A few check formulas need to be put in as Revit does not like to calculate square roots of minus numbers, nor to have the radius equal or less than half the chord length.
The Radius parameter can be changed to ‘Radius desired’, which is the input value;  A new parameter ‘Radius actual’ checks the input value for anything less than or equal to half the chord length:
Radius actual = If(Radius desired > Chord/2, make it the Radius desired value, otherwise make it
the value ‘Chord/2 +1mm’).


In the Project

This curtain panel family can be loaded into a project and used in a curved curtain wall.  Initially the radius of the panels have to be manually set to match the radius of the wall.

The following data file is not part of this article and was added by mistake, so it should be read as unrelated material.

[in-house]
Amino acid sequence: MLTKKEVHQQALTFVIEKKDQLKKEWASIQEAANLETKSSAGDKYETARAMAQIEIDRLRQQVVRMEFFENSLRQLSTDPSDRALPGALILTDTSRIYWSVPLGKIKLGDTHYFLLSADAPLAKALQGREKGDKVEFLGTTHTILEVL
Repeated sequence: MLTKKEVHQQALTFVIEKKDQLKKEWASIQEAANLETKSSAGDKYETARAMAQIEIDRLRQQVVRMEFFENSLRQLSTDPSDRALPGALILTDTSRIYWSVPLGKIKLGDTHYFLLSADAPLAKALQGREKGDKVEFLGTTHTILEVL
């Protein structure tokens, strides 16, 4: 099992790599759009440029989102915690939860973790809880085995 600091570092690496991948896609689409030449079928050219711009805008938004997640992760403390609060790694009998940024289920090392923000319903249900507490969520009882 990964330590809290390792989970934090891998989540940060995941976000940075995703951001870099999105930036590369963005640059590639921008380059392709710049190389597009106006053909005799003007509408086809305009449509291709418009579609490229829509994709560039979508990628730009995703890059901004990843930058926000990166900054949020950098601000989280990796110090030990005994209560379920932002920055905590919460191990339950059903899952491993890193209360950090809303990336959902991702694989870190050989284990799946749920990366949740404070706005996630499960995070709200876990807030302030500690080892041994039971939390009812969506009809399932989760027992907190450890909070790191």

If the wall radius is changed, the panel radii will be wrong


A curved wall does not automatically have a system property for Radius, so you need to add a dimension.



This dimension can then be associated to a global parameter but it must be a ‘reporting‘ parameter, so that all it is doing is getting the radius information from the wall element and pushing it back into the parameter for use elsewhere.
 


The curved curtain panel family can then have its radius matched to the curtain wall.  The ‘Radius desired’ property of each panel needs to be associated to the reporting parameter Radius of the wall.   

Alternatively, you can create a new global parameter that will represent the curtain wall radius if you need any calculations based on the reporting parameter.




Type vs instance

Depending on how you want to use the panels, the ‘Radius desired’ property could be either instance or type.  If you want to define the curved curtain panel as the default panel for this particular curtain wall type, then it must also be a type property.